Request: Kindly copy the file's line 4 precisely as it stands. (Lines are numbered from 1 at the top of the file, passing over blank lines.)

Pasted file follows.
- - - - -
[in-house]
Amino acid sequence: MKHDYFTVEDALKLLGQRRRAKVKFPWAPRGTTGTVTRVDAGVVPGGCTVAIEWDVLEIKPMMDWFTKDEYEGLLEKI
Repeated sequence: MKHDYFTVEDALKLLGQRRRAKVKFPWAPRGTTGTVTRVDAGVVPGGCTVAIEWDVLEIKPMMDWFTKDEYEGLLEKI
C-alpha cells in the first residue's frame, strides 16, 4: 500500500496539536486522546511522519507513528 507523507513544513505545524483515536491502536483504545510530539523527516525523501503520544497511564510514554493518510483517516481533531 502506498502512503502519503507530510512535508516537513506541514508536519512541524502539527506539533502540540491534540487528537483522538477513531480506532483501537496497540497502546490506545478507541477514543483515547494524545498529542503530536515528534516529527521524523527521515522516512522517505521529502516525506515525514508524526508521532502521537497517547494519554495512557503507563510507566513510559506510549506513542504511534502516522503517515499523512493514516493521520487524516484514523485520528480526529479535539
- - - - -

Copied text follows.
C-alpha cells in the first residue's frame, strides 16, 4: 500500500496539536486522546511522519507513528 507523507513544513505545524483515536491502536483504545510530539523527516525523501503520544497511564510514554493518510483517516481533531 502506498502512503502519503507530510512535508516537513506541514508536519512541524502539527506539533502540540491534540487528537483522538477513531480506532483501537496497540497502546490506545478507541477514543483515547494524545498529542503530536515528534516529527521524523527521515522516512522517505521529502516525506515525514508524526508521532502521537497517547494519554495512557503507563510507566513510559506510549506513542504511534502516522503517515499523512493514516493521520487524516484514523485520528480526529479535539